The Gran Turismo movie is both a video game adaptation and a sports movie–a combination that would work regardless of the real-life angle since Gran Turismo is a sports game as it is. Having a true story at the heart of this thing only makes it more fun–Gran Turismo is the low-key, late-summer banger you didn’t see coming.
The focus of the film is on Jann Mardenborough, an obsessive Gran Turismo player who earned a spot in the third GT Academy class–a competition that intended to turn gamers into real race-car drivers. It worked. Mardenborough has been a name in professional racing around the world for over a decade.
In the film, Jann is played by Archie Madekwe. David Harbour also stars as Jack Salter, the guy who has to teach these gamers how to drive an actual car even though he doesn’t think any of them have any shot at succeeding in the racing world.
Jack’s extreme skepticism about the whole concept is the source of a lot of laughs in the early parts of the movie–he’s the old, mean coach from a sports movie who has to whip these arrogant kids into shape–but all of his insults are tailored specifically for gamers. He yells things like “If you get in a wreck out here, you can’t hit reset,” which sounds great coming out of Harbour’s mouth. He even manages an utterly convincing “u mad bro” at one point.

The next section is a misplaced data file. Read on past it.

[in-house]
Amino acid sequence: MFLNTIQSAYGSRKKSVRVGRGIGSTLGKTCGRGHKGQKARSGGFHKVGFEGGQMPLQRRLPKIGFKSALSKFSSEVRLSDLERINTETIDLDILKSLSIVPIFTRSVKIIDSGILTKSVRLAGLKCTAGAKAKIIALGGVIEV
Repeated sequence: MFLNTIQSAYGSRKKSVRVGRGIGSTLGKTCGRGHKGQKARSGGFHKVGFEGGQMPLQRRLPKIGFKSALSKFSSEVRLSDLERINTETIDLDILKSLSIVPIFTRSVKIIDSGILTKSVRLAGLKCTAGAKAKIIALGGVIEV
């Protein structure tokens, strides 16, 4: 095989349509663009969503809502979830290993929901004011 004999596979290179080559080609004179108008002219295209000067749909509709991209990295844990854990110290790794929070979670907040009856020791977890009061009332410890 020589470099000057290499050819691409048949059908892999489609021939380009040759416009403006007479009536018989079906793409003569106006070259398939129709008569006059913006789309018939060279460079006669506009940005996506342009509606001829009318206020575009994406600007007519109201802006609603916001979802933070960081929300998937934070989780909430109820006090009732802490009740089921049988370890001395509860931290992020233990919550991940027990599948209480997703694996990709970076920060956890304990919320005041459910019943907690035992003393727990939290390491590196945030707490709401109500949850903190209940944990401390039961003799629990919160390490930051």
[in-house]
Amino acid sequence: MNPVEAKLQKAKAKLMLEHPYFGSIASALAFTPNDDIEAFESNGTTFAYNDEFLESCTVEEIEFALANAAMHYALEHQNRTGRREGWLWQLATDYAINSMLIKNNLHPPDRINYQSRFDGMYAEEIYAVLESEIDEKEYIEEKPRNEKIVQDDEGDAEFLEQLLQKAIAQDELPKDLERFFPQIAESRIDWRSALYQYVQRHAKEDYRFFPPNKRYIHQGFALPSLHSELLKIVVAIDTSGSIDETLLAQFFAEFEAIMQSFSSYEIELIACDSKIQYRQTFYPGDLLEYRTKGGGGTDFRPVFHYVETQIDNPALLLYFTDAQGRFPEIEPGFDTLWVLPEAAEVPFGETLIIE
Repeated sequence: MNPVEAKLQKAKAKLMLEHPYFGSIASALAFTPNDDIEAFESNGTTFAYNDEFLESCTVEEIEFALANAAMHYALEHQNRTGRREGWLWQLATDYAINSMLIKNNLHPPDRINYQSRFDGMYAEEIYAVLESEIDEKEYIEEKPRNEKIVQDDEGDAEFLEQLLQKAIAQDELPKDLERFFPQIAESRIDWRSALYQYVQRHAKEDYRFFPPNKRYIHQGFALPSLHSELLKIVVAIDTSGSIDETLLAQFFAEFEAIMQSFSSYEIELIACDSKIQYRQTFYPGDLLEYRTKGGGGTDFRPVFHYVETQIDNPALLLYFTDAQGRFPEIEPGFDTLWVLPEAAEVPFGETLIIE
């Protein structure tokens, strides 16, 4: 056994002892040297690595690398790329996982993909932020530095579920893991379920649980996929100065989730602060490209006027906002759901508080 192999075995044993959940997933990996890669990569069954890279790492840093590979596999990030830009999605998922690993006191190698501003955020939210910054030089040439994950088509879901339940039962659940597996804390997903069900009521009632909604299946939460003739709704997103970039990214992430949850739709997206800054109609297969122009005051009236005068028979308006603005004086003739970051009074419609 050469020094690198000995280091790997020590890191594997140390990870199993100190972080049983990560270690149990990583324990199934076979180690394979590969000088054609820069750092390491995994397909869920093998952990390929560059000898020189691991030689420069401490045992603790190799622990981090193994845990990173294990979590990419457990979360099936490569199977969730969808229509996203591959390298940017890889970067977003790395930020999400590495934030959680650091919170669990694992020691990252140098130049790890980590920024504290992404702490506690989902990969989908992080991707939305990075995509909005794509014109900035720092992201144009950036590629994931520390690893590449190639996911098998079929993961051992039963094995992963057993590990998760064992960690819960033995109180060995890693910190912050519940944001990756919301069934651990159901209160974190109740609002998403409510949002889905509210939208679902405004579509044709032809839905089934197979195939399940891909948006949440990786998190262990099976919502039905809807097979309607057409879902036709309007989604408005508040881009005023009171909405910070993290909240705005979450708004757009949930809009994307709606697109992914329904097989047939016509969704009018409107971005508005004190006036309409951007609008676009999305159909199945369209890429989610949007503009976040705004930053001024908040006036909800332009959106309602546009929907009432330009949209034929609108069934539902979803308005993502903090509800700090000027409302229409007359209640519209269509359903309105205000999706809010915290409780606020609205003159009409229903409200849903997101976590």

Way back before SAG-AFTRA began its strike that precludes its members from promoting films, I sat down with Harbour and Madekwe to talk about Gran Turismo and their personal mentor-mentee dynamic both on screen and to some degree in real life as well. But first, I had to start by asking about Harbour’s many awesome one-liners, and in particular whether any of them were improvised.
“‘You get in a wreck out here you can’t hit reset,’ that was scripted. I think ‘u mad bro’ was maybe an extra, maybe it was scripted. I certainly know at one point I talked about Hot Pockets, that was not in the script,” Harbor said, chuckling. “I know a lot about sitting in a video gaming chair playing video games, so anything I would want to make fun of myself, I was able to incorporate into Jack’s improvs. So yeah, there were a lot of times when we played around, but the script was also pretty tight about making fun of these gamers.”